Since its establishment in 2006, Philadelphia-based apartment developer and operator Post Brothers has raised more than $400 million in capital from family offices and high-net-worth individuals. Initially, the firm—founded by brothers Matt and Michael Pestronk—put that equity toward class-A apartment projects in Philadelphia. But the brothers have recently ventured outside the City of Brotherly Love.
In the fall of 2017, the firm bought a 12-story, 320-unit apartment high-rise in North Bergen, N.J. for $166 million. The property, called The Duchess, sits along the bank of the Hudson River in New Jersey’s Gold Coast area. That was the firm’s first investment away from its home territory.
Eyeing a further expansion of its portfolio, Matt Pestronk, president of Post Brothers, says the company is “actively looking” at major projects in the Washington, D.C. market. In addition, the firm is flirting with a potential entry into the Los Angeles market.
Post Brothers hasn’t forgotten about its hometown, though. This April, the company wrapped up its $17.25 million purchase of the dilapidated Quaker warehouse in Philadelphia. Post Brothers plans a $100 million makeover of the property as a mixed-use development with 350 apartments and office or retail space.
Matt Pestronk says the Quaker property is part of a “broader area that we have a huge plan for”—a plan that envisions a “Philadelphia-scale Hudson Yards.” Two developers, The Related Cos. and Oxford Property Group, are spearheading the massive Hudson Yards development in Manhattan.
Today, Post Brothers’ $1.3 billion portfolio comprises about 3,000 class-A apartment units in Philadelphia and northern New Jersey, as well as about 200,000 sq. ft. of complementary commercial space. Another 3,000-plus apartment units, as well as more commercial space, are in the development pipeline, Matt Pestronk says.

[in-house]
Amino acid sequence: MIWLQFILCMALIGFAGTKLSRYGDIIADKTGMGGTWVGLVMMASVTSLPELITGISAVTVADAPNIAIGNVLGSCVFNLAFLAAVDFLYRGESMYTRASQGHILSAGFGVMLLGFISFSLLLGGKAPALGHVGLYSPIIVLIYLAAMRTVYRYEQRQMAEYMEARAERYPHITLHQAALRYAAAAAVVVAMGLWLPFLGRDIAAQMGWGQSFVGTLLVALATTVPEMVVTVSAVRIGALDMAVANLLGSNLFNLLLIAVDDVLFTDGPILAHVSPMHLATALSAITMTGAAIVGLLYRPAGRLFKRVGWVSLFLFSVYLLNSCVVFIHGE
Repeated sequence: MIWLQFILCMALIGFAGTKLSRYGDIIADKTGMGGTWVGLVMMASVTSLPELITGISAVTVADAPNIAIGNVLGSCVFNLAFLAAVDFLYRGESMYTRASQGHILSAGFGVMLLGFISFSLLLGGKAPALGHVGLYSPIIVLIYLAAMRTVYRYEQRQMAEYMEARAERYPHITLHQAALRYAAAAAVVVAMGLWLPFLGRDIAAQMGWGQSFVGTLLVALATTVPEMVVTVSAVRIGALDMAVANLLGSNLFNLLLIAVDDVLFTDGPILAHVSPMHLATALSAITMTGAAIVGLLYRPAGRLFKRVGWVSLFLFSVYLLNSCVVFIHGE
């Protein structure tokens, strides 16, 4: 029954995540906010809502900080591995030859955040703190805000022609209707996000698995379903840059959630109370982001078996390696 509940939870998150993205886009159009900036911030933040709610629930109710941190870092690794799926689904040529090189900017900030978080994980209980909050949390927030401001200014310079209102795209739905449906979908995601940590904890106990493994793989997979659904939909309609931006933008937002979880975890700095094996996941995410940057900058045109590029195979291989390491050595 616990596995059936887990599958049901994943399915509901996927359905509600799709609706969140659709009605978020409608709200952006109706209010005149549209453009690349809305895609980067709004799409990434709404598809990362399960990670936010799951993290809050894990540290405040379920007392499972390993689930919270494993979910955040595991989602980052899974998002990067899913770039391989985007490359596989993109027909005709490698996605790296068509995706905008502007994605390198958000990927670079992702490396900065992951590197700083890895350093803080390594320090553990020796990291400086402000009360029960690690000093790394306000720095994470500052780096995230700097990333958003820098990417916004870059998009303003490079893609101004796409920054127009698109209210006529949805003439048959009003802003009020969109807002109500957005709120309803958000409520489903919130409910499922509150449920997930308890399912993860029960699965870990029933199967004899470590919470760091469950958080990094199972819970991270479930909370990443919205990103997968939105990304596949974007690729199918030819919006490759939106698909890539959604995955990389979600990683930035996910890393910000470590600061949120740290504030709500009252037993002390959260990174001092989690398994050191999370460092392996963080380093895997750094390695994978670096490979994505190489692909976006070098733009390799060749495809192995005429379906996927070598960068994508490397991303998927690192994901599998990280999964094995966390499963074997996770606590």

In all of its projects, Post Brothers embraces a “triple-bottom-line focus” on economic, environmental and social advancement factors.
In an interview with NREI, Matt Pestronk lays out his firm’s relationship with family offices and HNW individuals, describes Post Brothers’ “intelligent risk” philosophy and reveals which real estate developer the firm hopes to emulate.
This Q&A has been edited for length, style and clarity.
NREI: What role do family offices play in your investment strategy?
Matt Pestronk: Family offices are typically our primary investor base, which is to say that we’re really focused on capital of an institutional scale, but a non-institutional nature from high-net-worth individuals and Forbes 400 kinds of people. Generally, a lot of them have been predisposed to invest in real estate; they’ve got experience investing in real estate. For a lot of them, real estate is pretty intuitive to them financially.
NREI: What is the breakdown of your investors between family offices and HNW individuals who don’t have family offices?
Matt Pestronk: We have both individuals without staff and people with a full family office staff to manage their wealth. There is a further distinction within this universe. Some family offices have paid investment staff with investment professionals who make investment decisions. Some other family offices don’t have these people because the person who made the money is still alive and they make the decisions, and are typically still actively running a business or investing full-time for themselves; the staff is more along the lines of analysts, financial asset managers, portfolio managers and administrative/accounting people. Most of our investors are the latter—10-figure people, or close to that, who are entrepreneurs and like to invest with other entrepreneurs who understand how to manage risk.